Tuesday, May 14, 2013

"I'm Getting Too Metallic For This $h!t."

(Fair warning: plot spoilers below.)

In this year’s episode of “Tony Stark, Billionaire Douchebag,” we get an updated version of Dickens’ A Christmas Carol, with Tony getting a visit from The-One-Night-Stand of Christmas Past, The Terrorist of Christmas Present, and the Chemically Enhanced Billionaire Douchebag of Christmas Yet To Come.  Plus an adorable urchin, a Christmas Story gag, and (as a stuffed holiday goose) the traditional Shane Black shoot-out on a docked oil tanker.  There’s even a nice little stocking gift for those of you who are Gwyneth Paltrow haters—you get to see her fall to a fiery death, which will definitely make you squee with delight; and then you get to see her get better, which will push your Oh Please Girl button even more than you thought possible.

There are a lot of other buttons that will be pushed here, most of them smartly.  I’ve always believed that there are only two stories when it comes to a comic book character (the origin and the last battle) and that everything else is an episode that echoes one of them.  Iron Man 3 definitely goes back to the origin—specifically the Jeff Bridges line in the original movie: “Tony Stark was able to build this in a CAVE!”  That’s the guy we fell in love with, and that’s the guy we get here—the mechanic, complete with a cave-like garage.  And with that adorable urchin standing in for Yinsen.

And speaking of comic book tropes, for a lot of people, this movie is going to be an introduction to one of the core problems with comic book continuity: in a universe where SHIELD and Captain America are also tasked with defending the country, how come nobody but Iron Man shows up when the President is threatened?   

The scriptwriters actually deal with this question in a clever fashion, by showing how Tony has panic attacks whenever anybody mentions anything related to the Avengers movie.  It becomes not only a running gag, but a stealth command to the audience: “Don’t bring up The Avengers, or Tony will have a conniption.”  So whenever it is brought up, we cringe a little, because we care about this guy, and in the back of our minds we don’t want to see anybody from The Movie Tony Can’t Talk About have a cameo, because we know that if Samuel Jackson ever shows up in person, Tony is going to gut him with his repulsors.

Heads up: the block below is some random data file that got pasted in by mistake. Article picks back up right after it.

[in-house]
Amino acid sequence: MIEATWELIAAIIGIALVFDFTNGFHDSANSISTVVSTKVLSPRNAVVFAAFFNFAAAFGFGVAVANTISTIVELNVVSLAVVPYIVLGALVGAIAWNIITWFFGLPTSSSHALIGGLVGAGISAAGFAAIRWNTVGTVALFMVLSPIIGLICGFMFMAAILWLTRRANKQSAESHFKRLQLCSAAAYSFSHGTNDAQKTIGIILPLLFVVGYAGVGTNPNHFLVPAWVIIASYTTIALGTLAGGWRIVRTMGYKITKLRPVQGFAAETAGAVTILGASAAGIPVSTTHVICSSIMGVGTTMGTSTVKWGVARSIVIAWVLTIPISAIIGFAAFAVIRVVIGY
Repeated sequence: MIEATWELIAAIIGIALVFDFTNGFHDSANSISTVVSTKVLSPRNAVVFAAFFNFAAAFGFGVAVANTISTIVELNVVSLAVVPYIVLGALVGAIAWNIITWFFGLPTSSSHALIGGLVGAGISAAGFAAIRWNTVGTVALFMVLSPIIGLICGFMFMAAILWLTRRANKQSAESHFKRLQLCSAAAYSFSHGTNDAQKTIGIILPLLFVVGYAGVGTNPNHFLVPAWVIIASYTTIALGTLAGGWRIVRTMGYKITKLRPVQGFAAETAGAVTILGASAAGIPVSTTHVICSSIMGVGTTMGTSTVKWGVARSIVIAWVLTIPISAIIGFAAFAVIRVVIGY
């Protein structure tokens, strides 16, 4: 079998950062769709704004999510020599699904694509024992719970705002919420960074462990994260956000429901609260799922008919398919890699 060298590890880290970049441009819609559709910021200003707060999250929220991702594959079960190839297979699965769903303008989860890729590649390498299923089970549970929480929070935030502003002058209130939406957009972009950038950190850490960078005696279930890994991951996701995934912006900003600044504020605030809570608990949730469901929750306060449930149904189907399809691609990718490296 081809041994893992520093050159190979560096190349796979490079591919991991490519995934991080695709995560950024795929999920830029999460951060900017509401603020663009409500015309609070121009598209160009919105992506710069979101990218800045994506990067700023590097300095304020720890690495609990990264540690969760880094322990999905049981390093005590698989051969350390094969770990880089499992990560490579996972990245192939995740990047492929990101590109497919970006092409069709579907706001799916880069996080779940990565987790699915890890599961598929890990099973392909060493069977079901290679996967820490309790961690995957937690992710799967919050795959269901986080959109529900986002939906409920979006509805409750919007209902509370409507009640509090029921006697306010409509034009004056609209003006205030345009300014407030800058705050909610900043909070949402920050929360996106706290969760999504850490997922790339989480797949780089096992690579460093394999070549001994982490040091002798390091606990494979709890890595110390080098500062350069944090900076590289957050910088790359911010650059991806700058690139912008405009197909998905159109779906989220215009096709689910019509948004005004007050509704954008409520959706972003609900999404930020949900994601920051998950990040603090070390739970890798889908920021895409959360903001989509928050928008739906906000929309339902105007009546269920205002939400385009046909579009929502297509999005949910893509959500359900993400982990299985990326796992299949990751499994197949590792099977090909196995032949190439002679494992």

Another little bit of writer sleight-of-hand is that adorable little urchin.  After a Y2k one-night stand with Rebecca Hall’s Maya Hansen, there’s a great deadpan joke when Stark meets Maya again. 

TONY:  You don’t have a 12-year-old kid in your car, do you?
MAYA:  He’s thirteen.

And our adorable little urchin is that kid in the joke.  Seriously.  He’s the right age, and he talks about his mom, but she never shows upso in the back of our minds we can still relate to him as Tony’s love child with Maya.  He also serves as a double Christmas Ghost doppelganger, because he’s also got a Little Tony vibe going, which is why he’s the one who knows exactly who Tony is and what he does.  “You’re a mechanic.  Make something.” 

So it’s a fun flick.  But I had one major beef with it.  (Besides the incredibly extended final battle and the rushed voice-over wrap-up.)  I didn’t like what they did with the Mandarin.  To be coy, he is not what he seems to be—and while there’s a chance that what we see is actually a double fakeout, that we’re watching a man who’s pretending to be innocuous when he’s really dangerous—there’s nothing in the movie to justify anything except an out-and-out Fooled Ya moment that had more than a liberal whiff of liberal hogwash in it.  I felt like the air went out of the movie, and it became less real than what it could have been.  Plus there’s a big plot moment that completely gets undermined, which is why I really wanted to see this line of dialogue:

TONY:  What kind of actor shoots a guy in the head on-camera as part of his performance?
THE MANDARIN:  A method actor.

1 comment:

Molly said...

Saw this today. Much fun, got bored during the oil rig battle, however. It became impersonal, and what Iron Man movies must be is personal.